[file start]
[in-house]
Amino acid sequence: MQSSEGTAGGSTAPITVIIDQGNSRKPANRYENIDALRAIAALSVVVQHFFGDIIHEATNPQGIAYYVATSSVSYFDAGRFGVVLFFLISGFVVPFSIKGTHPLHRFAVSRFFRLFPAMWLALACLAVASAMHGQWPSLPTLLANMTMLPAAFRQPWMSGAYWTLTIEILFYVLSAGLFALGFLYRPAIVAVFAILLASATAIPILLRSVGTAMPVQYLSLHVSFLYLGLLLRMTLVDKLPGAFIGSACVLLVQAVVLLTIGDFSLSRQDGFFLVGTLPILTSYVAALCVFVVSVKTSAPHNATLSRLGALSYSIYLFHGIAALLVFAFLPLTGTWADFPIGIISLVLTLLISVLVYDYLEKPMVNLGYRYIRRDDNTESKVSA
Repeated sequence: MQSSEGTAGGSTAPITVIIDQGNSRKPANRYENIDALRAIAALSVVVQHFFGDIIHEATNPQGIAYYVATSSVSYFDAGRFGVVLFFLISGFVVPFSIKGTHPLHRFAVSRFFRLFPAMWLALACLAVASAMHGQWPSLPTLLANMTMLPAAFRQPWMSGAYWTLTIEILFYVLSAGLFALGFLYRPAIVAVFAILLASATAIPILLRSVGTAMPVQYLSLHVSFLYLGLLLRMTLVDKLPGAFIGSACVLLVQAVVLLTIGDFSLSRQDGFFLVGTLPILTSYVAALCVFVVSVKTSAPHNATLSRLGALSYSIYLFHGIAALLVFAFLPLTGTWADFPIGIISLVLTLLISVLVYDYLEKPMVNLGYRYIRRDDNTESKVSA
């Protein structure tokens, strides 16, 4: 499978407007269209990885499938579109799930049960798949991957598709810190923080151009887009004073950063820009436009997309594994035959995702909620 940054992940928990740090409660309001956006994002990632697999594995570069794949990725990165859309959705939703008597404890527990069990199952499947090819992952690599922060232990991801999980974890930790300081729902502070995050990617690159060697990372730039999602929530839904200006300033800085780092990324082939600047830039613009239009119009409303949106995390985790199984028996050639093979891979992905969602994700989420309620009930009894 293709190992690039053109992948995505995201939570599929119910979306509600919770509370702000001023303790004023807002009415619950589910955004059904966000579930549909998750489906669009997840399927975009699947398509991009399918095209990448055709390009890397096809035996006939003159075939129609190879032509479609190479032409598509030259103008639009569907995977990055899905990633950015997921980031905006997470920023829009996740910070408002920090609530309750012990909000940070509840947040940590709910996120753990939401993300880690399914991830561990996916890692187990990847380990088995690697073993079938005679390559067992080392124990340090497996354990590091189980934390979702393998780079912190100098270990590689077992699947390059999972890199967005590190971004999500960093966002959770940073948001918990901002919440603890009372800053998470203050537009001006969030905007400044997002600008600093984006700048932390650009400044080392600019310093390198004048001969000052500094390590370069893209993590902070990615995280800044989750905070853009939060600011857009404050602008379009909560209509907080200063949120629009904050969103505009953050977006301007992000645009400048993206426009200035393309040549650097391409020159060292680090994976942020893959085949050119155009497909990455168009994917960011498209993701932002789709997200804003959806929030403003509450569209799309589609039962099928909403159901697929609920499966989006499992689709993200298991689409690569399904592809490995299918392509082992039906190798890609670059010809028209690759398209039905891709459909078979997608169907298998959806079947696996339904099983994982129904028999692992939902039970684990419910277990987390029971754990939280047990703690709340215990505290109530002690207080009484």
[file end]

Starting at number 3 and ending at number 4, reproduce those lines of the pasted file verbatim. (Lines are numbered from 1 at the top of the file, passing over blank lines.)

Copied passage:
Repeated sequence: MQSSEGTAGGSTAPITVIIDQGNSRKPANRYENIDALRAIAALSVVVQHFFGDIIHEATNPQGIAYYVATSSVSYFDAGRFGVVLFFLISGFVVPFSIKGTHPLHRFAVSRFFRLFPAMWLALACLAVASAMHGQWPSLPTLLANMTMLPAAFRQPWMSGAYWTLTIEILFYVLSAGLFALGFLYRPAIVAVFAILLASATAIPILLRSVGTAMPVQYLSLHVSFLYLGLLLRMTLVDKLPGAFIGSACVLLVQAVVLLTIGDFSLSRQDGFFLVGTLPILTSYVAALCVFVVSVKTSAPHNATLSRLGALSYSIYLFHGIAALLVFAFLPLTGTWADFPIGIISLVLTLLISVLVYDYLEKPMVNLGYRYIRRDDNTESKVSA
């Protein structure tokens, strides 16, 4: 499978407007269209990885499938579109799930049960798949991957598709810190923080151009887009004073950063820009436009997309594994035959995702909620 940054992940928990740090409660309001956006994002990632697999594995570069794949990725990165859309959705939703008597404890527990069990199952499947090819992952690599922060232990991801999980974890930790300081729902502070995050990617690159060697990372730039999602929530839904200006300033800085780092990324082939600047830039613009239009119009409303949106995390985790199984028996050639093979891979992905969602994700989420309620009930009894 293709190992690039053109992948995505995201939570599929119910979306509600919770509370702000001023303790004023807002009415619950589910955004059904966000579930549909998750489906669009997840399927975009699947398509991009399918095209990448055709390009890397096809035996006939003159075939129609190879032509479609190479032409598509030259103008639009569907995977990055899905990633950015997921980031905006997470920023829009996740910070408002920090609530309750012990909000940070509840947040940590709910996120753990939401993300880690399914991830561990996916890692187990990847380990088995690697073993079938005679390559067992080392124990340090497996354990590091189980934390979702393998780079912190100098270990590689077992699947390059999972890199967005590190971004999500960093966002959770940073948001918990901002919440603890009372800053998470203050537009001006969030905007400044997002600008600093984006700048932390650009400044080392600019310093390198004048001969000052500094390590370069893209993590902070990615995280800044989750905070853009939060600011857009404050602008379009909560209509907080200063949120629009904050969103505009953050977006301007992000645009400048993206426009200035393309040549650097391409020159060292680090994976942020893959085949050119155009497909990455168009994917960011498209993701932002789709997200804003959806929030403003509450569209799309589609039962099928909403159901697929609920499966989006499992689709993200298991689409690569399904592809490995299918392509082992039906190798890609670059010809028209690759398209039905891709459909078979997608169907298998959806079947696996339904099983994982129904028999692992939902039970684990419910277990987390029971754990939280047990703690709340215990505290109530002690207080009484």